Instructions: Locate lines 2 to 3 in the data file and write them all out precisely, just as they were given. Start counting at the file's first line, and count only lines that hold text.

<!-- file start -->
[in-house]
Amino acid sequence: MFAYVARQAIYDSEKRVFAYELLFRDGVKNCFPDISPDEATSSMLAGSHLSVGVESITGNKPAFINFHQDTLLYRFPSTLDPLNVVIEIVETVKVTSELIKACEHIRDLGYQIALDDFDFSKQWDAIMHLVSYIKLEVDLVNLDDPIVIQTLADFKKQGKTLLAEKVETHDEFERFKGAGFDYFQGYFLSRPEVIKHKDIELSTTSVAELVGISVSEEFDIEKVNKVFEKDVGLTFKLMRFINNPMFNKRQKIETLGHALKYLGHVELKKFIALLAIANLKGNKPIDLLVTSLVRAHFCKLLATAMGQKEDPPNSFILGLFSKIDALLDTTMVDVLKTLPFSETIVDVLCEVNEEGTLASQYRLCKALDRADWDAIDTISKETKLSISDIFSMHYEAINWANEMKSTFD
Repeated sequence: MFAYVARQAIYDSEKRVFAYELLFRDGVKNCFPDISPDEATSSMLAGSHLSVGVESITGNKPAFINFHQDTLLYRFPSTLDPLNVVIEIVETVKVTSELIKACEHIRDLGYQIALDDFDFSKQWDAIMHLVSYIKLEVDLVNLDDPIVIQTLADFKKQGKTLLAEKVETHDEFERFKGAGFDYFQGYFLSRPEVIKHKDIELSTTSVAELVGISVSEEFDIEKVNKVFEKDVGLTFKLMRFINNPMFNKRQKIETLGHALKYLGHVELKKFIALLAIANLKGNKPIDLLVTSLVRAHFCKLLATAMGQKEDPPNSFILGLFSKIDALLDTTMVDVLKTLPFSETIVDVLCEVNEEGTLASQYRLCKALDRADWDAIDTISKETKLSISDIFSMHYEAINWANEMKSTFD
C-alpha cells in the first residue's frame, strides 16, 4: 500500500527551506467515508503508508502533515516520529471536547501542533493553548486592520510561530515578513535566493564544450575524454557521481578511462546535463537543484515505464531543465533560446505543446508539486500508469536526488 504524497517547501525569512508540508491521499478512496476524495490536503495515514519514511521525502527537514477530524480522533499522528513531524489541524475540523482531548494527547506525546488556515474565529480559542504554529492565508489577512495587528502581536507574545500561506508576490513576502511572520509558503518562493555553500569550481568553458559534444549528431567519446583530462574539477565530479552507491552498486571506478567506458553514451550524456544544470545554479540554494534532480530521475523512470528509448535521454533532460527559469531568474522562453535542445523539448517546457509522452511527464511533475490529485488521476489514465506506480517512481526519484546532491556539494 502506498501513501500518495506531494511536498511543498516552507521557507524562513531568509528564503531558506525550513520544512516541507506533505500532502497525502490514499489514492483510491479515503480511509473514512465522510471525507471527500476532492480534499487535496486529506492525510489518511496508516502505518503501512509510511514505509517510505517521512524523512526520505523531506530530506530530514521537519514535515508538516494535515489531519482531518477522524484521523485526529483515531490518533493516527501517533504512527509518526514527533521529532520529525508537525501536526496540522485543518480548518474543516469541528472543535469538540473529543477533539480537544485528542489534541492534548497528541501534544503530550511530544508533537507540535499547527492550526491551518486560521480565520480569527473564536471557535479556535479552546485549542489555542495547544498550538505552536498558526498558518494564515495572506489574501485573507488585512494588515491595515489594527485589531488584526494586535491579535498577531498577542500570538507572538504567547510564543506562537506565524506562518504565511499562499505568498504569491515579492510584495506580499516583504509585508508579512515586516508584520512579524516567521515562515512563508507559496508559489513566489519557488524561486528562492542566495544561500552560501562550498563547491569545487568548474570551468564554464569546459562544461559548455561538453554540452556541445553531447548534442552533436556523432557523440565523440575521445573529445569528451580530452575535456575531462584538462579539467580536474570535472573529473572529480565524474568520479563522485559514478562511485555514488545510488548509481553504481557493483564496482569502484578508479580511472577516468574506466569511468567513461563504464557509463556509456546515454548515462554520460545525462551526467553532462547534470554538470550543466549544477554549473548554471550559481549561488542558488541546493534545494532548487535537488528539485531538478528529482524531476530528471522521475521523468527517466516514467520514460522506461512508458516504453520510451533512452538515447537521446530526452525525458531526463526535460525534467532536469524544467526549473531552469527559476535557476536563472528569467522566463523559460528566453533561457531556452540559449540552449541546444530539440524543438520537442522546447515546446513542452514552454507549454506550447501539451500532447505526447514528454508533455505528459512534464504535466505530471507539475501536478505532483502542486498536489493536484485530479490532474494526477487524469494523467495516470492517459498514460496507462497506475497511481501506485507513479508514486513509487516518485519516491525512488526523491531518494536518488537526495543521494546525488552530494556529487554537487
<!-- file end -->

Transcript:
Amino acid sequence: MFAYVARQAIYDSEKRVFAYELLFRDGVKNCFPDISPDEATSSMLAGSHLSVGVESITGNKPAFINFHQDTLLYRFPSTLDPLNVVIEIVETVKVTSELIKACEHIRDLGYQIALDDFDFSKQWDAIMHLVSYIKLEVDLVNLDDPIVIQTLADFKKQGKTLLAEKVETHDEFERFKGAGFDYFQGYFLSRPEVIKHKDIELSTTSVAELVGISVSEEFDIEKVNKVFEKDVGLTFKLMRFINNPMFNKRQKIETLGHALKYLGHVELKKFIALLAIANLKGNKPIDLLVTSLVRAHFCKLLATAMGQKEDPPNSFILGLFSKIDALLDTTMVDVLKTLPFSETIVDVLCEVNEEGTLASQYRLCKALDRADWDAIDTISKETKLSISDIFSMHYEAINWANEMKSTFD
Repeated sequence: MFAYVARQAIYDSEKRVFAYELLFRDGVKNCFPDISPDEATSSMLAGSHLSVGVESITGNKPAFINFHQDTLLYRFPSTLDPLNVVIEIVETVKVTSELIKACEHIRDLGYQIALDDFDFSKQWDAIMHLVSYIKLEVDLVNLDDPIVIQTLADFKKQGKTLLAEKVETHDEFERFKGAGFDYFQGYFLSRPEVIKHKDIELSTTSVAELVGISVSEEFDIEKVNKVFEKDVGLTFKLMRFINNPMFNKRQKIETLGHALKYLGHVELKKFIALLAIANLKGNKPIDLLVTSLVRAHFCKLLATAMGQKEDPPNSFILGLFSKIDALLDTTMVDVLKTLPFSETIVDVLCEVNEEGTLASQYRLCKALDRADWDAIDTISKETKLSISDIFSMHYEAINWANEMKSTFD